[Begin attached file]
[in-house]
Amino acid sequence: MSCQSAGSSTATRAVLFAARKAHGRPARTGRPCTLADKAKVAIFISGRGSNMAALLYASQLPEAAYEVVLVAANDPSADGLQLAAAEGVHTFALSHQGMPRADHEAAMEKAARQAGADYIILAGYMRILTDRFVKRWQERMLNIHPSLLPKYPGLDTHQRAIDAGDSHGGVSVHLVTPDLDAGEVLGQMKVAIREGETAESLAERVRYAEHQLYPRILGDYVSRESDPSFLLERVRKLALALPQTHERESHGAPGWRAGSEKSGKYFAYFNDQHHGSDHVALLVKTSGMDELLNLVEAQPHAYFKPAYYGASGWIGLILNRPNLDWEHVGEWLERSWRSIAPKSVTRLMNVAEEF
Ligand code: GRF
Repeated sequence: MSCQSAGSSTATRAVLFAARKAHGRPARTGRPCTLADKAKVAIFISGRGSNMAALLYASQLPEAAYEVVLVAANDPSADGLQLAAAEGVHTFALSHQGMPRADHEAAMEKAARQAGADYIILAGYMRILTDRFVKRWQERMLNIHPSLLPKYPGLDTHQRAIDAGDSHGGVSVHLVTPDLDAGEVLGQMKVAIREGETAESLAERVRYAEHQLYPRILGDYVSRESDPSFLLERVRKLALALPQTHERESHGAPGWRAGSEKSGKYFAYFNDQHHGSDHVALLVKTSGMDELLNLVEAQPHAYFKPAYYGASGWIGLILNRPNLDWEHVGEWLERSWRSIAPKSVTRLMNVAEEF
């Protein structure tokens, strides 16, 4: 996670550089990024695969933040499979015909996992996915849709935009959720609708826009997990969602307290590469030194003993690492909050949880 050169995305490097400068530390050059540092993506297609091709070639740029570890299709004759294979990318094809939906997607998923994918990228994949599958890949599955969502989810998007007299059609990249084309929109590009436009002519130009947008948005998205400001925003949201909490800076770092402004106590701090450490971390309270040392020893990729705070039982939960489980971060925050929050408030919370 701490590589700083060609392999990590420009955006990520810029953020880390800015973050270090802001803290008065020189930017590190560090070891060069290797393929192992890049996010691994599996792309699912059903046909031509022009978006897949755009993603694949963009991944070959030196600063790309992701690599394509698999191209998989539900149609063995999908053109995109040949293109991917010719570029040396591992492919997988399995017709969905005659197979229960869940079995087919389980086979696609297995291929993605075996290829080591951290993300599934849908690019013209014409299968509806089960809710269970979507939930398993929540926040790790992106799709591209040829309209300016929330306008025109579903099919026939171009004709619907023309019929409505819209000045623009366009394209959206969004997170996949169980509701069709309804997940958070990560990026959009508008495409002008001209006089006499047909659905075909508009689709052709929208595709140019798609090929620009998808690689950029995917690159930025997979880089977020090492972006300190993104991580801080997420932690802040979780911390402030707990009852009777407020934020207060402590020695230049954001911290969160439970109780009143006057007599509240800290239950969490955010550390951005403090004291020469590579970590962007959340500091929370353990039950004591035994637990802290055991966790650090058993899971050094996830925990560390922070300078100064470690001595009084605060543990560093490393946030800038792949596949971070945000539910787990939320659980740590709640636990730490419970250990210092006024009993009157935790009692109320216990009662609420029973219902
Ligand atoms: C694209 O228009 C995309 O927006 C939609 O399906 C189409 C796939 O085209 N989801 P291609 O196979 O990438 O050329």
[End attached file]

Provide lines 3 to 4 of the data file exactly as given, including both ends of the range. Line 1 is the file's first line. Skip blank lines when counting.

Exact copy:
Ligand code: GRF
Repeated sequence: MSCQSAGSSTATRAVLFAARKAHGRPARTGRPCTLADKAKVAIFISGRGSNMAALLYASQLPEAAYEVVLVAANDPSADGLQLAAAEGVHTFALSHQGMPRADHEAAMEKAARQAGADYIILAGYMRILTDRFVKRWQERMLNIHPSLLPKYPGLDTHQRAIDAGDSHGGVSVHLVTPDLDAGEVLGQMKVAIREGETAESLAERVRYAEHQLYPRILGDYVSRESDPSFLLERVRKLALALPQTHERESHGAPGWRAGSEKSGKYFAYFNDQHHGSDHVALLVKTSGMDELLNLVEAQPHAYFKPAYYGASGWIGLILNRPNLDWEHVGEWLERSWRSIAPKSVTRLMNVAEEF